Degree Type


Date of Award


Degree Name

Doctor of Philosophy




Plant Biology

First Advisor

Patrick S. Schnable


Lignin is the second most abundant terrestrial biopolymer in the world and provides structural strength to plants. The maize brown midrib (bm) mutants accumulate less and altered lignin relative to non-mutants. Maize bm4-encoded folylpolyglutamate synthase functions to generate the preferred substrate of folate-dependent enzymes, such as bm2-encoded methylenetetrahydrofolate reductase. Consistent with bm4’s predicted function upstream of bm2, both mutants display a 7-10% reduction in lignin content and a 16-40% increase in S/G lignin ratio relative to wild-type. This interplay between lignin biosynthesis and various metabolic processes is also seen between lignin and stover carbon emission. As climate change intensifies, the continued accumulation of CO2 in the atmosphere poses potentially irreversible threats to the environment and economy. Exploiting the natural carbon cycle of plants to sequester excess atmospheric C in the soil is a promising strategy for climate remediation. To assess the potential of this approach, stover from over 6,000 maize and sorghum genotypes was incubated in soil and assayed for C emission. While compositional traits, such as lignin, explain up to 48% of variation in C emission, environment still plays a major role. Dynamics of C emission vary across environments and seem to be, at least partially, controlled by the age and lignin content of the stover assayed. Despite environmental influence on C emission, adequate genetic control exists for this trait to allow for moderate heritability estimates and genomic prediction accuracy. Additionally, GWAS for C emission identifies numerous promising candidate genes that could serve as breeding targets for generating varieties with enhanced carbon sequestration potential.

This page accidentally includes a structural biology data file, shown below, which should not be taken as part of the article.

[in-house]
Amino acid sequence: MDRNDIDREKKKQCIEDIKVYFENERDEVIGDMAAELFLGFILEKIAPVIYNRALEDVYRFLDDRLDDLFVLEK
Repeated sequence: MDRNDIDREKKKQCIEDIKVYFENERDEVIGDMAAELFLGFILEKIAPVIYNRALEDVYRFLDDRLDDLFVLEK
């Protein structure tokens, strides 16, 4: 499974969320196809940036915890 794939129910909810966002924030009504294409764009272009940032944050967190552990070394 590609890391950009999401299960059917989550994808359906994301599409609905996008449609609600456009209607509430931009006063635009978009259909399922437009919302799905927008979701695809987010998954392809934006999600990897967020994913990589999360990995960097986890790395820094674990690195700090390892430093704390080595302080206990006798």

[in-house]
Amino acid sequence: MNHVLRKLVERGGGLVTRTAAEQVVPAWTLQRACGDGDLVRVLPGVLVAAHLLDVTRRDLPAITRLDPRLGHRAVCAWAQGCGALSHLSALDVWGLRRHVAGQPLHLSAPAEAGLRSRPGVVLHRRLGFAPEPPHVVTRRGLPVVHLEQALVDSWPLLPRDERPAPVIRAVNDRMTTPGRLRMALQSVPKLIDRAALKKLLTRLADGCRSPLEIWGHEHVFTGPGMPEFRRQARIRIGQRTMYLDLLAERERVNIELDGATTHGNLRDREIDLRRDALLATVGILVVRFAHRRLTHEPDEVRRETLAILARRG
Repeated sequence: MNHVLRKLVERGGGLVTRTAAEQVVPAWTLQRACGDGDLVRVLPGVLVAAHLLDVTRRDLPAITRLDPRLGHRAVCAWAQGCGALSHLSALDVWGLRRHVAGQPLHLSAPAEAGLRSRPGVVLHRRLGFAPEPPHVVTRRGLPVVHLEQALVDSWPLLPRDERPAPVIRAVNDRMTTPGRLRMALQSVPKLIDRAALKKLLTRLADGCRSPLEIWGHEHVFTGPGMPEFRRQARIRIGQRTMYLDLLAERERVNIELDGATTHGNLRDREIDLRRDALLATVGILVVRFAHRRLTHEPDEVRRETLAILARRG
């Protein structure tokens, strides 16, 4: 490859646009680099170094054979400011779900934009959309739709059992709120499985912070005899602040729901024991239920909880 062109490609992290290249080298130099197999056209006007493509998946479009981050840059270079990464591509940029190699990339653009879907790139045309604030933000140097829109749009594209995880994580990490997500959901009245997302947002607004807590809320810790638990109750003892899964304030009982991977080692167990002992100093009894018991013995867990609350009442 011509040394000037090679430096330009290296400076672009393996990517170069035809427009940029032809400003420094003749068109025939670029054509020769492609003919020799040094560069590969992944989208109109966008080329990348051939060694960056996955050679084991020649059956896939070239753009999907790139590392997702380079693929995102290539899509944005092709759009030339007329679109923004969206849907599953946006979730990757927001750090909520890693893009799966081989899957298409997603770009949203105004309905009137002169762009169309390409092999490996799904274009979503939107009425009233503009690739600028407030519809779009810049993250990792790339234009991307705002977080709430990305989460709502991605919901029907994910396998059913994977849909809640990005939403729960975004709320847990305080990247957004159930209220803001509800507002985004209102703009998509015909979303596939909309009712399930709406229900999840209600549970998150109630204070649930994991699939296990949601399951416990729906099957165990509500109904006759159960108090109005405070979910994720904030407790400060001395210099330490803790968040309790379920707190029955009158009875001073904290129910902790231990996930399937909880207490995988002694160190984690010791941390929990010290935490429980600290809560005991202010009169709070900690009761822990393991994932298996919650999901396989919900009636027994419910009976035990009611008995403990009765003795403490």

Copyright Owner

Sarah Hill-Skinner



File Format


File Size

194 pages